Orlando made me realize that as much activism as I have done for LGBT causes – both equal rights and issues (marriage equality, job protection, safety in schools, bullying, suicide, domestic violence, hate crimes) I have still been complicit in a way. Because loved ones, people I want to have a relationship with, I let them tolerate me. Tolerate my husband. Tolerate all of the people like us. I told myself “they’re doing the best they can do” but that isn’t true. Being gay isn’t a lifestyle, but being a bigot is. That is a choice that someone makes. You can call it what you want, but it comes down to exactly that. People who struggle with accepting gay people are struggling with fear and hate. And I want to be the bigger person. I want to be patient. I want to lead by example. I want to show them that we’re people too. But why should I fucking have to?
And that’s it. I’m out. It may not be graceful and it may not be “right” but I can’t not call someone out, no matter who they are to me, when this is happening. Because the seeds of hate they have in their hearts is no different from the shooter’s. Or the college guys who tried to run me over with their truck/SUV/grey sedan (three times people, I am not confused). Or the guys who used to call me faggot or push me down the steps or beat me. They are no different from the funeral protestors. They are exactly the same. No you cannot hide behind niceties (well I don’t use those words) and you cannot hide behind God. If you have ever worn Polyester or eaten shrimp or pork, or done countless other things you’ll be joining us in Hell, Leviticus tells us so. So first stone and all that. Enough.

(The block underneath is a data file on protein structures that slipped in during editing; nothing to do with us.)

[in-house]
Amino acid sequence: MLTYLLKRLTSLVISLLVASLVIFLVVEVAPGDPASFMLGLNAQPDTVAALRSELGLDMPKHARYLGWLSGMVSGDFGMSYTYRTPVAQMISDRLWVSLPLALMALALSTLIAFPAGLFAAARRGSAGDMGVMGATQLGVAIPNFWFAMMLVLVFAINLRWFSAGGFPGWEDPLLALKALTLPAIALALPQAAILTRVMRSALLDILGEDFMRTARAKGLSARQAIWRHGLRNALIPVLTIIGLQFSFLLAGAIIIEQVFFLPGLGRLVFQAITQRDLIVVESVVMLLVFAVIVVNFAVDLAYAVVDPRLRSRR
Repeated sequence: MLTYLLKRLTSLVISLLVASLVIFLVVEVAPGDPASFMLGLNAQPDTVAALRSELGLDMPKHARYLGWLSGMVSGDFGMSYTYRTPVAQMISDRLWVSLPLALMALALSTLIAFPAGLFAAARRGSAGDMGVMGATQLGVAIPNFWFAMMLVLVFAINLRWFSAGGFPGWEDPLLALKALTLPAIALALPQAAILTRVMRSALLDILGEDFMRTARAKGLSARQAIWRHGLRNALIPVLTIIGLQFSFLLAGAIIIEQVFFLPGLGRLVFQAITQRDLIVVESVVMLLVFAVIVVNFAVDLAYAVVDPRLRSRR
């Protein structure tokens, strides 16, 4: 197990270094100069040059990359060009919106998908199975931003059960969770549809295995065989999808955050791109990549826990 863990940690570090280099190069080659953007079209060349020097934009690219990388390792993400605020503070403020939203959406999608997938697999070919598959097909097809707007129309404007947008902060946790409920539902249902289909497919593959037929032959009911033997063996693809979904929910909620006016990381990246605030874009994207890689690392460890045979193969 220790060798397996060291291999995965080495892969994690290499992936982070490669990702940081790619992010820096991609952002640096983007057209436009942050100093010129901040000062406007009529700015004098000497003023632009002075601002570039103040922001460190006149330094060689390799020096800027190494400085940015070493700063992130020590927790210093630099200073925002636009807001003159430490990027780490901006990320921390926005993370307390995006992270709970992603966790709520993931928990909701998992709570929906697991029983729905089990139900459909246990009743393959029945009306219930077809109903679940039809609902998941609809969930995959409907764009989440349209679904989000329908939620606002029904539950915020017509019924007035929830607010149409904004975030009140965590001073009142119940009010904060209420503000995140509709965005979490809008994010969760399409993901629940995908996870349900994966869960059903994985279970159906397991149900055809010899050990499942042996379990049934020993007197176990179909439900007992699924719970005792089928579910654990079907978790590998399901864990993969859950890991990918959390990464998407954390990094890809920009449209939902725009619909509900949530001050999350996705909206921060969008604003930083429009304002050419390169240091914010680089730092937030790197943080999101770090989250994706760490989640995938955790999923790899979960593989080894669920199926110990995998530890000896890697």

I have had enough.
After Orlando not one relative reached out to me. Not one said they were sorry. Not one of them understood how this was an assault on the gay community, just like it was on the Latino/POC community. It was. Don’t pretend like you don’t know. It was. And silence is killing us all very slowly. I thought I was better than that. I’m out, proud, and my life has been about making the world a better and safer place for people like me. But I let a friend spew “don’t judge me for my religion, certain things I will not compromise on” or a relative see nothing but anger in my Huffington Post piece – a piece I wrote before feeling any. Because that person was projecting their own hate onto my grief. And I’m through with it.
One month later and I am still crying, but even more I am angry. I am defiant. I WILL NOT TAKE IT ANYMORE. So fine, label me angry or militant or difficult. Label me confrontational or impatient. Question my compassion. Because my anger is justified – righteous. It is right. And I will not allow myself to hate on others, but I will let this anger lend me strength to squash hate when I see or hear it. “Lifestyle” let me tell you what a lifestyle is. Discomfort over two men or two women expressing their love for one another. Yes, I will call your bigotry out. Because I am tired.
Tired of being angry. And angry that I am so tired.